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#16 Add caching of annotated files to speed up access

General (16)

Currently all pages displayed by LXR are dynamically generated. However, most of the content displayed is relatively static. I propose that LXR create a cache of annotated files to speed up browsing. Here are some specifics:

1) We already have a fileid, so the cache should be organized by fileid with an appropriate directory fan-out. Since the fileid format is specific to the file backend, this might be a bit tricky--one possibility is to let the file backend do the fan-out with a special method. At any rate, this ensures that all releases that use the same file version share the cache, while releases with the same file but different versions have different cached contents.

2) Only the actual annotated file should be cached: we should not cache the entire page (header/footer/etc.) So, we don't have a completely static page, but close: we just have to generate the header/footer etc., and insert the contents of the cached file at the appropriate place. This allows us to avoid the cache even when the list of releases/architectures/etc. changes.

3) If the fileid is truly unique (which I believe it has to be for LXR to work properly) then we don't really need to worry about a stale cache: it can never be stale because a different file will have a different fileid. If, for some reason, that's not sufficient it's trivial enough to detect stale data using creation time on the cached file.

4) Cleaning the cache is a trickier problem. There are a number of options here. For simple disk space reclamation we can, for example, examine the time last accessed and clean up the cached files older than a certain date. A cleanup script could be run daily or weekly, with various options such as a maximum cache size, or a fixed "clean anything older than X days". An alternative to using access time (which can be problematic since backups can modify it, or maybe your filesystem is mounted noatime for efficiency reasons) is to use time last modified, and have LXR touch the file to update the modification time every time it gets the file from the cache.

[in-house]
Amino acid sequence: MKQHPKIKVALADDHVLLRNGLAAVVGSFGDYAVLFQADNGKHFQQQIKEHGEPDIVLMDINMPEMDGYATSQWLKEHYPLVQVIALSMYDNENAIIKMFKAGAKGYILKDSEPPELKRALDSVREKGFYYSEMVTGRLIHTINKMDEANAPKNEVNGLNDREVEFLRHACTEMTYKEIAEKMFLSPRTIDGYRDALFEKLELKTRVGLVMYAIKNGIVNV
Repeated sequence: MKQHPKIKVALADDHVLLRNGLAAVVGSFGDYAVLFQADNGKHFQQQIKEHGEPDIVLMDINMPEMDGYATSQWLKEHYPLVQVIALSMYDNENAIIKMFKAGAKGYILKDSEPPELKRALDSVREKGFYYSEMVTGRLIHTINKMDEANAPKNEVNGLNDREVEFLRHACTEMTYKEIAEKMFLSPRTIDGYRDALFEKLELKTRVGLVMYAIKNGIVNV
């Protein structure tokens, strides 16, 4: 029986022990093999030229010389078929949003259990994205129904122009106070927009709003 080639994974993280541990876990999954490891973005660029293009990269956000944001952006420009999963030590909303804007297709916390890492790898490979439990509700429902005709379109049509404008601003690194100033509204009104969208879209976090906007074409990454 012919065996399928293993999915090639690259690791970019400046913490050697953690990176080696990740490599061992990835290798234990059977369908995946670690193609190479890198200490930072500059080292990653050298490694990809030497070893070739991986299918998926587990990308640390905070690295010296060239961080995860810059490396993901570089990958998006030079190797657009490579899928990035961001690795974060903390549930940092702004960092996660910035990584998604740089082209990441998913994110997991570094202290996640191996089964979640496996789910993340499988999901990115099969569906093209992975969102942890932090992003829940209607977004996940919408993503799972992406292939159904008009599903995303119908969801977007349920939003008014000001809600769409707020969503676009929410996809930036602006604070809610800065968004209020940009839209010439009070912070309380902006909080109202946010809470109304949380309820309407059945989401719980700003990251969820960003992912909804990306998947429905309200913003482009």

Another option is to simply not clean the cache, since we don't clean out the database normally. We should add in some code to clean the cache when we DO clean out the DB: there are options to genxref to remove releases etc.


  • Malcolm Box

    Malcolm Box - 2009-04-07

    Or simply configure Squid in front of LXR and let it worry about it...

  • Paul D. Smith

    Paul D. Smith - 2009-04-07

    Will that really work? It's been a while since I've thought about this, and even longer since I've messed with Squid, but since LXR is a CGI interface won't it always go through the proxy to the backing server? If it doesn't, then how do normal dynamic CGI interfaces ever work with a caching front-end like Squid?

  • Malcolm Box

    Malcolm Box - 2009-04-08

    It should work fine - caching behaviour is controlled by Cache-* headers in the HTTP response, and looking at the headers that LXR spits out it rightly does nothing to prevent caching.

    I've not tried it but I see no reason why it wouldn't work. For bonus points LXR should probably provide better caching control in the headers to deal with reindexing rendering the cached copy out of date. However in the normal case where files don't change their content it will be fine.

  • Malcolm Box

    Malcolm Box - 2009-04-08

    Yep - I've just tested this and Squid successfully caches LXR output. I set it up as an explicit HTTP proxy (ie configured in the browser), but I'm sure it could be configured transparently for a site's users.


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